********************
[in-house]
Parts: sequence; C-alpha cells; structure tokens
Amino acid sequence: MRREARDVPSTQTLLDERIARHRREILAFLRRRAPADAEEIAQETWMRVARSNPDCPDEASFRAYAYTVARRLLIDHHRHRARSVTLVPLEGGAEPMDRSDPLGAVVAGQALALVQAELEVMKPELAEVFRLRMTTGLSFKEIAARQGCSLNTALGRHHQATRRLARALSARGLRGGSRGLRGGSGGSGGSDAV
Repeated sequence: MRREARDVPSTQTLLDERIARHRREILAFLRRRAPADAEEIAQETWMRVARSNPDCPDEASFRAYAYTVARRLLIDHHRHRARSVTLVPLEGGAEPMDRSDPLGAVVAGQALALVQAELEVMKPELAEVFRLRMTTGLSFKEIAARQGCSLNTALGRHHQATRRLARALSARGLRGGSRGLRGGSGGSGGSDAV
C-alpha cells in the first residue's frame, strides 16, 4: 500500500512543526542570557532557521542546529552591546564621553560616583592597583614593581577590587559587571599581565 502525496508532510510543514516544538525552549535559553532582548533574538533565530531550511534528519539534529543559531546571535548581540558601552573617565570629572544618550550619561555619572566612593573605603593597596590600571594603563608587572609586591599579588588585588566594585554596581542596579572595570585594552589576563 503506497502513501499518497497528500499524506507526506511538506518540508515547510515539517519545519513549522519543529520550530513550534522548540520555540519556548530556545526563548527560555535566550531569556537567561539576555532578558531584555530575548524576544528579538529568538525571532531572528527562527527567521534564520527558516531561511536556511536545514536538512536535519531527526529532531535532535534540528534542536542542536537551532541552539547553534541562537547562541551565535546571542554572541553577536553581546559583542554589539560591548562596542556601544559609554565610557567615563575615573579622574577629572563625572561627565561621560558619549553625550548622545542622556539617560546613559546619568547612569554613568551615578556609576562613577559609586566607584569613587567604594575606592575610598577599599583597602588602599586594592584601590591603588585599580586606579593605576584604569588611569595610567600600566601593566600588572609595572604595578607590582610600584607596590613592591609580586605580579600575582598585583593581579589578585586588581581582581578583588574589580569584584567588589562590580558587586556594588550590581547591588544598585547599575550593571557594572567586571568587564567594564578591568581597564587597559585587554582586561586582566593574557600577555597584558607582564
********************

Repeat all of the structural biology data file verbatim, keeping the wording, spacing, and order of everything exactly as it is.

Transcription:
[in-house]
Parts: sequence; C-alpha cells; structure tokens
Amino acid sequence: MRREARDVPSTQTLLDERIARHRREILAFLRRRAPADAEEIAQETWMRVARSNPDCPDEASFRAYAYTVARRLLIDHHRHRARSVTLVPLEGGAEPMDRSDPLGAVVAGQALALVQAELEVMKPELAEVFRLRMTTGLSFKEIAARQGCSLNTALGRHHQATRRLARALSARGLRGGSRGLRGGSGGSGGSDAV
Repeated sequence: MRREARDVPSTQTLLDERIARHRREILAFLRRRAPADAEEIAQETWMRVARSNPDCPDEASFRAYAYTVARRLLIDHHRHRARSVTLVPLEGGAEPMDRSDPLGAVVAGQALALVQAELEVMKPELAEVFRLRMTTGLSFKEIAARQGCSLNTALGRHHQATRRLARALSARGLRGGSRGLRGGSGGSGGSDAV
C-alpha cells in the first residue's frame, strides 16, 4: 500500500512543526542570557532557521542546529552591546564621553560616583592597583614593581577590587559587571599581565 502525496508532510510543514516544538525552549535559553532582548533574538533565530531550511534528519539534529543559531546571535548581540558601552573617565570629572544618550550619561555619572566612593573605603593597596590600571594603563608587572609586591599579588588585588566594585554596581542596579572595570585594552589576563 503506497502513501499518497497528500499524506507526506511538506518540508515547510515539517519545519513549522519543529520550530513550534522548540520555540519556548530556545526563548527560555535566550531569556537567561539576555532578558531584555530575548524576544528579538529568538525571532531572528527562527527567521534564520527558516531561511536556511536545514536538512536535519531527526529532531535532535534540528534542536542542536537551532541552539547553534541562537547562541551565535546571542554572541553577536553581546559583542554589539560591548562596542556601544559609554565610557567615563575615573579622574577629572563625572561627565561621560558619549553625550548622545542622556539617560546613559546619568547612569554613568551615578556609576562613577559609586566607584569613587567604594575606592575610598577599599583597602588602599586594592584601590591603588585599580586606579593605576584604569588611569595610567600600566601593566600588572609595572604595578607590582610600584607596590613592591609580586605580579600575582598585583593581579589578585586588581581582581578583588574589580569584584567588589562590580558587586556594588550590581547591588544598585547599575550593571557594572567586571568587564567594564578591568581597564587597559585587554582586561586582566593574557600577555597584558607582564